Smart clothes seem like the tech industry trying to squeeze every last penny out of our pockets by offering some unnecessary items like pizza-delivering shoes. But smart clothing could just be the next big thing and I believe some of these products could be the most useful. Imagine clothing that recharges your battery by collecting static electricity or body heat and converting this to power. Or clothing that keeps your body temperature steady so workers in arctic regions could survive harsh conditions. Glowing clothing could save the lives of construction workers or late-night runners. Smart clothing tends to focus on the fitness wearer but there are some real-life implementations for this technology beyond the avid runner or yoga instructor. Patients with medical conditions could wear a T-shirt that could send critical data back to the hospital and monitor vitals from home. Physical therapy could, in theory, be done with a smart brace. Even some treatments could be administered from home with the help of smart clothing.


Wearables are here. Wearable tech is growing and changing. Sure, there are some pretty ridiculous ideas and some completely useless ones, but when an idea works, it can change or save lives. Much like the newest Apple Watch which has already saved lives by detecting big falls and heart attacks and then calling 911, wearables can take us far in the world of health and safety. Heart attacks and falls are just scratching the surface. Lives can be saved with many of these new ideas. But to get there we apparently have to get the silly ideas out of the way first. I mean, pizza delivery shoes? C’mon! I wonder who got fired for that idea…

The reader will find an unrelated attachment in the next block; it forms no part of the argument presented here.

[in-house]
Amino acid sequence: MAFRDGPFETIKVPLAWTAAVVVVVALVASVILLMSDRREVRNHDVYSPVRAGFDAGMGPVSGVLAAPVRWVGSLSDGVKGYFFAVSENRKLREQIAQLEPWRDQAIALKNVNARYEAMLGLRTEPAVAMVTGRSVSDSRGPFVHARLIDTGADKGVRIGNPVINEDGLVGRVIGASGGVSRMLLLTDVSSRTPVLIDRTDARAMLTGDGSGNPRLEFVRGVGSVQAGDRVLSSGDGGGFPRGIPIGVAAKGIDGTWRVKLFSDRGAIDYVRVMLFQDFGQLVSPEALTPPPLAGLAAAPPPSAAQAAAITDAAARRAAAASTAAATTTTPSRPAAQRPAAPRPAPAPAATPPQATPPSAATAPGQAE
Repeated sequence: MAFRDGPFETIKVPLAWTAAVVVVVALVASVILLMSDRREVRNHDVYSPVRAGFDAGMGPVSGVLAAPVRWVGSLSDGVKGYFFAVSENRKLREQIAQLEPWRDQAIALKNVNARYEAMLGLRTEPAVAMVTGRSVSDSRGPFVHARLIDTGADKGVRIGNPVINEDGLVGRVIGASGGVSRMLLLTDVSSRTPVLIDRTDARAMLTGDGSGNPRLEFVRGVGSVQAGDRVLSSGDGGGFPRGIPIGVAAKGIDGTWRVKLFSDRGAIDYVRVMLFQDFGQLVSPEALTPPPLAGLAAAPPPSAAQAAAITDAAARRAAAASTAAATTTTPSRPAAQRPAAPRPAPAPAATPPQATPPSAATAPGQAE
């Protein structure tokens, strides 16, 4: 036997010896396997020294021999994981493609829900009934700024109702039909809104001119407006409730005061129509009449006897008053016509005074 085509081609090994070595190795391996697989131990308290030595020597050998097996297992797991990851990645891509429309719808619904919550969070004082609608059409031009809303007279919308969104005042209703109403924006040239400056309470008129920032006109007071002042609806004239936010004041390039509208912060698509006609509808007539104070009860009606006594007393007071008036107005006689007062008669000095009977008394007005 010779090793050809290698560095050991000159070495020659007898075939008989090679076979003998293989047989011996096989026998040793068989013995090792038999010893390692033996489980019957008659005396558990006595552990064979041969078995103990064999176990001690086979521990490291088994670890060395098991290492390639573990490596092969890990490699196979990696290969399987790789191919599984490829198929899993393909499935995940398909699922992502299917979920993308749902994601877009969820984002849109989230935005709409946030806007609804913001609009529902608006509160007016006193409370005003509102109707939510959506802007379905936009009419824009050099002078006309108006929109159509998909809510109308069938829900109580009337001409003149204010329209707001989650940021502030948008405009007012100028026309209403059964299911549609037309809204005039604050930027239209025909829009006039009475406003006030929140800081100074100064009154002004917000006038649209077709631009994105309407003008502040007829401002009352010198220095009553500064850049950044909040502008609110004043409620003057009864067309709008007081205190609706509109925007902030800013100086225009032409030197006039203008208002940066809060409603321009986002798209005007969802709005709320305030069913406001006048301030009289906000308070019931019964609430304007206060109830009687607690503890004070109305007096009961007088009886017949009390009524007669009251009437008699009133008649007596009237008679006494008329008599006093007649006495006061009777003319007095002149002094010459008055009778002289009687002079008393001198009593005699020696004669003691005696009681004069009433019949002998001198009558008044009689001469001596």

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About the Author

Sergey Grankin

Sergey remembers his first computer at his parents home, a Compaq running Windows 95. Growing up in the computer age, he's been building, programming, and working with all sorts of computers and portable electronics for most of his life. Now he's bringing tips, tricks and other knowledge on tech-related subjects.

5 Comments

  1. Wearables, another useless word worming it’s way in the English language, great for people who are too lazy to use many of the wonderful descriptive words in an English dictionary, and a negative side is the continued creation of illiterate of school-children.

  2. Hi Dave,
    The site seems to be lacking in Computer Tips, Grammarly and Wearables are not computer tips.
    Jim Hillier and his great advice and articles are sadly missed, Dick has a place and maybe many other mature computer specialists with long-time computer knowledge must surely welcome a place on the DCT web site beside the very knowledgeable Richard Pedersen.

    • While we all miss Jim it is important to note that Grammarly is a computer program, of which many are addressed on DCT, and most of the new “wearables” are actual computers with CPUs and memory that are meant to interface with normal computers and/or smartphones.

      As time goes by the lines between computers, smartphones, and wearables tends to blur as technologies migrate from one to the other. It’s a good thing and relevant to DCT.

      • Nice to see you Dave in the spot light (so to speak) and refreshing to view topics with a different perspective. I will be bold and mention your last words again, “It’s a good thing and relevant to DCT.”, Mindblower!

    • Hi JonInOz,

      Since everyone seems to be jumping in here, I thought I’d add my two cents. We published 16 “How To” articles this month– an average of four per week. Lacking?

      Good writers are hard to come by and we at DCT are very lucky to have on our team the knowledgeable and clever people that we do.

      Diversity is the spice of life,
      Richard